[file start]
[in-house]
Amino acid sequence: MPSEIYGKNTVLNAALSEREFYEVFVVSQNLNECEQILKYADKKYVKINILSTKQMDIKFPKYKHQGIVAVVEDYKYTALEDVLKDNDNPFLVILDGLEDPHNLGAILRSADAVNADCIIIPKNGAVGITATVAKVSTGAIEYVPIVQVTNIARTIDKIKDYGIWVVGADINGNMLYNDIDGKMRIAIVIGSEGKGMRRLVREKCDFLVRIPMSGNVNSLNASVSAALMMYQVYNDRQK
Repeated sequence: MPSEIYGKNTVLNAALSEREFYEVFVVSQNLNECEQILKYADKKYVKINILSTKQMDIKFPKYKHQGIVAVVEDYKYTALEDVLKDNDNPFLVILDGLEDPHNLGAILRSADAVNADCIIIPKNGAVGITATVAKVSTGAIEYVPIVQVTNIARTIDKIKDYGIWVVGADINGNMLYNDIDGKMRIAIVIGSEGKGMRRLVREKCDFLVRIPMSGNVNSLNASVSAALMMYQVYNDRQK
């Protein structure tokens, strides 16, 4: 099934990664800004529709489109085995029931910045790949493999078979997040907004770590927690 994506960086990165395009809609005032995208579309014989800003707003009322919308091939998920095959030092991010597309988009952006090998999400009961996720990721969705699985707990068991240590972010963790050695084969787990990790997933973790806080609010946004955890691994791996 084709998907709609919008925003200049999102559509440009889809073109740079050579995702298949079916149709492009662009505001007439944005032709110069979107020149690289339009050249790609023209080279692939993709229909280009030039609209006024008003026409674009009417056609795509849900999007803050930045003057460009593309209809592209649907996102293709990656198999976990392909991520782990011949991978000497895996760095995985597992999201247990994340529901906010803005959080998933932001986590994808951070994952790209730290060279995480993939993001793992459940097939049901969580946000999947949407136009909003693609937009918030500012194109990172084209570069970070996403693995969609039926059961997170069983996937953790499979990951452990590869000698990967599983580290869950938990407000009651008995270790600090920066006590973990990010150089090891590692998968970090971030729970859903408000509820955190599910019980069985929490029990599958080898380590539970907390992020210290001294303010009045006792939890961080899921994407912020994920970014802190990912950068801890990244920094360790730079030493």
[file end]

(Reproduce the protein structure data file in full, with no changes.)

[in-house]
Amino acid sequence: MPSEIYGKNTVLNAALSEREFYEVFVVSQNLNECEQILKYADKKYVKINILSTKQMDIKFPKYKHQGIVAVVEDYKYTALEDVLKDNDNPFLVILDGLEDPHNLGAILRSADAVNADCIIIPKNGAVGITATVAKVSTGAIEYVPIVQVTNIARTIDKIKDYGIWVVGADINGNMLYNDIDGKMRIAIVIGSEGKGMRRLVREKCDFLVRIPMSGNVNSLNASVSAALMMYQVYNDRQK
Repeated sequence: MPSEIYGKNTVLNAALSEREFYEVFVVSQNLNECEQILKYADKKYVKINILSTKQMDIKFPKYKHQGIVAVVEDYKYTALEDVLKDNDNPFLVILDGLEDPHNLGAILRSADAVNADCIIIPKNGAVGITATVAKVSTGAIEYVPIVQVTNIARTIDKIKDYGIWVVGADINGNMLYNDIDGKMRIAIVIGSEGKGMRRLVREKCDFLVRIPMSGNVNSLNASVSAALMMYQVYNDRQK
């Protein structure tokens, strides 16, 4: 099934990664800004529709489109085995029931910045790949493999078979997040907004770590927690 994506960086990165395009809609005032995208579309014989800003707003009322919308091939998920095959030092991010597309988009952006090998999400009961996720990721969705699985707990068991240590972010963790050695084969787990990790997933973790806080609010946004955890691994791996 084709998907709609919008925003200049999102559509440009889809073109740079050579995702298949079916149709492009662009505001007439944005032709110069979107020149690289339009050249790609023209080279692939993709229909280009030039609209006024008003026409674009009417056609795509849900999007803050930045003057460009593309209809592209649907996102293709990656198999976990392909991520782990011949991978000497895996760095995985597992999201247990994340529901906010803005959080998933932001986590994808951070994952790209730290060279995480993939993001793992459940097939049901969580946000999947949407136009909003693609937009918030500012194109990172084209570069970070996403693995969609039926059961997170069983996937953790499979990951452990590869000698990967599983580290869950938990407000009651008995270790600090920066006590973990990010150089090891590692998968970090971030729970859903408000509820955190599910019980069985929490029990599958080898380590539970907390992020210290001294303010009045006792939890961080899921994407912020994920970014802190990912950068801890990244920094360790730079030493």